SP 5: Decomposition and nutrient cycling

The functional significance of forest diversity: N-pools, fluxes and N-uptake complementarity

Principal investigator(s):

Prof. Dr. Michael Scherer-Lorenzen (University of Freiburg)  

Co-Principal investigator(s):

Prof. Dr. Andy Hector (University of Zurich)  
PD Dr. Pascal Niklaus (University of Zurich)  

Phd candidate(s):

Katrin Seidelmann (University of Freiburg)  

Contact adress:

Faculty of Biology, Geobotany, Albert-Ludwigs-University Freiburg, Schänzlestraße 1, 79104 Freiburg, Germany

Institute of Evolutionary Biology and Environmental Studies, University of Zürich, Winterthurerstrasse 190, CH-8057 Zurich, Switzerland


Subproject 5 focuses on leaf litter decomposition as a key process in nutrient cycling. Several lines of experimentation will yield insights on controlling factors of litter decomposition, including abiotic and biotic components of the ecosystem.

The general objectives of subproject 5 are:

  • To study the effect of environmental conditions on leaf litter decomposition processes, and how this will change with tree diversity ("ecoscape” approach").
  • To test effects of tree diversity on leaf litter decomposition processes and nutrient uptake (NILEx).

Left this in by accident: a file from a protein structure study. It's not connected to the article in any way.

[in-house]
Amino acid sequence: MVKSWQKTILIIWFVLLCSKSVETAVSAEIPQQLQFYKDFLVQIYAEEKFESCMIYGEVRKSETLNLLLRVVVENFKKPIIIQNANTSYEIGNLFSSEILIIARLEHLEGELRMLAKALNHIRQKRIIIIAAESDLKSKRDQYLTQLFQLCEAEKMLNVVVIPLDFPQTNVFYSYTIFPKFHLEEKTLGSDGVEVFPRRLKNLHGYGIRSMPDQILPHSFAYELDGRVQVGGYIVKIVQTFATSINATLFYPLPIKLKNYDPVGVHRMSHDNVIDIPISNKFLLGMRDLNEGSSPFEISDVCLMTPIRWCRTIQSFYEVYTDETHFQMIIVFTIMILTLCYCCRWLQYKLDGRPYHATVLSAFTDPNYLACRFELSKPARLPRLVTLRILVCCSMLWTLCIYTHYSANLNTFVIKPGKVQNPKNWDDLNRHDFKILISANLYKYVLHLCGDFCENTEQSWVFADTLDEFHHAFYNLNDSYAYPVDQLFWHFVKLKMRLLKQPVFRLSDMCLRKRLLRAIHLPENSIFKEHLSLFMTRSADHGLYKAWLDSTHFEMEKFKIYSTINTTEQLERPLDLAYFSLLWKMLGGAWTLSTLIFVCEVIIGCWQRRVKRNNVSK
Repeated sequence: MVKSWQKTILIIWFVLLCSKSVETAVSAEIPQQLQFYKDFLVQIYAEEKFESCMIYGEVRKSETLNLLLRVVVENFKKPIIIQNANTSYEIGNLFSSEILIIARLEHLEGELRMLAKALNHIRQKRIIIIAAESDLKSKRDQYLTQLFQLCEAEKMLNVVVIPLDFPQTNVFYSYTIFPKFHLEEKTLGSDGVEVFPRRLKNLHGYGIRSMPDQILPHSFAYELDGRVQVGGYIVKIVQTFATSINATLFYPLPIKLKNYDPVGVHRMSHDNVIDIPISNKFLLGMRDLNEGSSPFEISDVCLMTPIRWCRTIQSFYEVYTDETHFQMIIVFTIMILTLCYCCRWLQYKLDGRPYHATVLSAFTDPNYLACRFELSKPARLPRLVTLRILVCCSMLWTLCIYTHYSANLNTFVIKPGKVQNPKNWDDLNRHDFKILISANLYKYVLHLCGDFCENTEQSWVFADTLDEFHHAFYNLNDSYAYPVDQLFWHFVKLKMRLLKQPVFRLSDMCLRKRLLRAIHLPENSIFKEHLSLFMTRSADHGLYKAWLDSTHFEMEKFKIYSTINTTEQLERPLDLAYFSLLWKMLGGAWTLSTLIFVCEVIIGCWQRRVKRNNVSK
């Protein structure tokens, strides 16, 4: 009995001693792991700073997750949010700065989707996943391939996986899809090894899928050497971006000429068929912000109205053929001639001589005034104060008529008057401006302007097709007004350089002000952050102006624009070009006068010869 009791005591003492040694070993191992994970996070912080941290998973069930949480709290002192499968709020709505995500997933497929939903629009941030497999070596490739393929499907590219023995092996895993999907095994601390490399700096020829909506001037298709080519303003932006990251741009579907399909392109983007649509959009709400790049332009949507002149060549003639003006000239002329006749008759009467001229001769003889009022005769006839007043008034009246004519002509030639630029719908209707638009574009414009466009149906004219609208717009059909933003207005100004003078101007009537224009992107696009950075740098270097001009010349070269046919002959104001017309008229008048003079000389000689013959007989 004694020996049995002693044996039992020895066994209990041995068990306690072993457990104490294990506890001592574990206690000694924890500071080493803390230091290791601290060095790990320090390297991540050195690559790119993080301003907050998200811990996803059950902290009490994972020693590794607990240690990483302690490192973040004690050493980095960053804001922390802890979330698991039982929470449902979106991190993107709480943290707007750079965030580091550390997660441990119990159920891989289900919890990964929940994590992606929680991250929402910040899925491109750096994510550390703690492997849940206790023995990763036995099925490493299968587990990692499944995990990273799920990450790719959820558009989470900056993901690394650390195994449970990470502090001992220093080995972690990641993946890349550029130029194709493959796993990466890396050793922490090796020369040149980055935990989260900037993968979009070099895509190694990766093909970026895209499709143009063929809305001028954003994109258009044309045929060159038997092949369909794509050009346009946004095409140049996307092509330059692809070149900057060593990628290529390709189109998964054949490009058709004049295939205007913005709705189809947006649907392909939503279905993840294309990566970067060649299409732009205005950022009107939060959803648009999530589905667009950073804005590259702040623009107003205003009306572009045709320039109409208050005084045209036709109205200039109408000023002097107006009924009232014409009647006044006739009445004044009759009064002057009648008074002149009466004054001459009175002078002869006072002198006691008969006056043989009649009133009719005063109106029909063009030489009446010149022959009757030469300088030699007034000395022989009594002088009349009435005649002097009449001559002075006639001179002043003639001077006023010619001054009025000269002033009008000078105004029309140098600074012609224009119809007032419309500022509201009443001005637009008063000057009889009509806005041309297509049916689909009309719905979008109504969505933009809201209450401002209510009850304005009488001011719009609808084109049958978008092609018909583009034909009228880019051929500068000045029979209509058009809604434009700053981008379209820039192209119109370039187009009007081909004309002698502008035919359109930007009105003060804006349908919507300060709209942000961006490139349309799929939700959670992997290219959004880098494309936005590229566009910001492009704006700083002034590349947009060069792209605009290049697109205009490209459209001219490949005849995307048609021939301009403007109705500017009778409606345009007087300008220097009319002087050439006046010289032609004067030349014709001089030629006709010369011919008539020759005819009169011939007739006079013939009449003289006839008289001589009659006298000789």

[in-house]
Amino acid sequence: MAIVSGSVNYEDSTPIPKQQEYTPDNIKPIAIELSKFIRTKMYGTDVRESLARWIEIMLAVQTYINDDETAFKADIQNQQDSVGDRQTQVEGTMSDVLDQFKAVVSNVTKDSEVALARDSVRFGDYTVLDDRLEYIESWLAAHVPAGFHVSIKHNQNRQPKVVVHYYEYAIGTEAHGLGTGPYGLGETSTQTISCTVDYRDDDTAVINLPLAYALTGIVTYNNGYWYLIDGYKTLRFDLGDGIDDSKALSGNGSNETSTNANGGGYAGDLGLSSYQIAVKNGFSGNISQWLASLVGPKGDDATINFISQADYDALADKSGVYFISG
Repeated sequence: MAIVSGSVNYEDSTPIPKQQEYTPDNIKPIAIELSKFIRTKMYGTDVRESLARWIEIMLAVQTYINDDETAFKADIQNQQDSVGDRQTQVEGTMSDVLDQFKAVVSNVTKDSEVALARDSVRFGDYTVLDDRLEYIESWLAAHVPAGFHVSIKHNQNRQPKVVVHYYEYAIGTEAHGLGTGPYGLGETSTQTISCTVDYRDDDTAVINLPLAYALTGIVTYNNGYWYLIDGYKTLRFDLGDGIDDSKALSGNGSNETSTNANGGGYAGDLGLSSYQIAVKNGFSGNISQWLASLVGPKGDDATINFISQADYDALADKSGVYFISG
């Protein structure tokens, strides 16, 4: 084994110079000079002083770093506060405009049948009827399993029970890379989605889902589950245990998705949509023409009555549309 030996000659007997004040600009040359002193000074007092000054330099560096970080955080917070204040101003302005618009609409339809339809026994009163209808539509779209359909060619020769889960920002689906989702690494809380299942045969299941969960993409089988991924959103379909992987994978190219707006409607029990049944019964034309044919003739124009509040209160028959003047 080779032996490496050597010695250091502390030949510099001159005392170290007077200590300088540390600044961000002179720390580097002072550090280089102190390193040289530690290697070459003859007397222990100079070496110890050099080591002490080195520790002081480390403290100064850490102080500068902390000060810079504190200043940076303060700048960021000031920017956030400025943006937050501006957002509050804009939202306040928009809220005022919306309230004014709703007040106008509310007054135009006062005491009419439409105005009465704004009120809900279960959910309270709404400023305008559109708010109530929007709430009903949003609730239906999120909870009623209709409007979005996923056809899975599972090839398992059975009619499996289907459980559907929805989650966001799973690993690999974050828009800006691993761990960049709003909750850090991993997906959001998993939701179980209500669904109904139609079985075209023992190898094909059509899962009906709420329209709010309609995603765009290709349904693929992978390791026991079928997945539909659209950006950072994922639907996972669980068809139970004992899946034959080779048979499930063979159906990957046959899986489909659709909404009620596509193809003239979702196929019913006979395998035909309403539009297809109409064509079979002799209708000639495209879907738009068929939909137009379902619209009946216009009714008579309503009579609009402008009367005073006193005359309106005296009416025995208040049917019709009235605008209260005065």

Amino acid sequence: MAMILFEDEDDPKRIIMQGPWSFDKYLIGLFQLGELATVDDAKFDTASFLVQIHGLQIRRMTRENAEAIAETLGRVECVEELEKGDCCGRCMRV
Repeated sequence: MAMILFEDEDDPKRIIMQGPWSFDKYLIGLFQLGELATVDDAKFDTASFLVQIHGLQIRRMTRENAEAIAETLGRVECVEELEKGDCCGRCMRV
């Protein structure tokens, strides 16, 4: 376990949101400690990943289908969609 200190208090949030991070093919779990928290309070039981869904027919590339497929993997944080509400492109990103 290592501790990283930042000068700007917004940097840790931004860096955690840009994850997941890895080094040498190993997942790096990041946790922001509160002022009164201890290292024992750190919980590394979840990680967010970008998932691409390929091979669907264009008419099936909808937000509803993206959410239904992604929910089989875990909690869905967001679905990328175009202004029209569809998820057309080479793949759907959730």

Litter bags of the decomposition experiment (K. Seidelmann)

For the “ecoscape” approach, a total of 4131 litter bags were filled with single-species litter of Osmanthus fragrans, Pinus massoniana and Schima superba, respectively. These bags have been fixed on the soil surface across both field sites. The positioning of the litter bags differ in topographic features, and in the diversity of the newly planted tree species. By studying the litter decomposition dynamics over time, we will thus quantify the effects of topography and micro-relief on decomposition dynamics.

Subproject 5 is coordinating the New Integrated Litter decomposition Experiment (NILEx) that combines the quantification of diversity effects on decomposition processes, nutrient uptake, microbial use, and soil erosion. In this experiment, the diversity of tree litter species has been manipulated, using both unlabelled, and 15N- and Li-labelled litter. We will measure litter decomposition rates and nutrient dynamics of the decomposing litter, and follow the transfer of nutrients from the litter to growing plants.

Experimental setting in Site B (K. Seidelmann)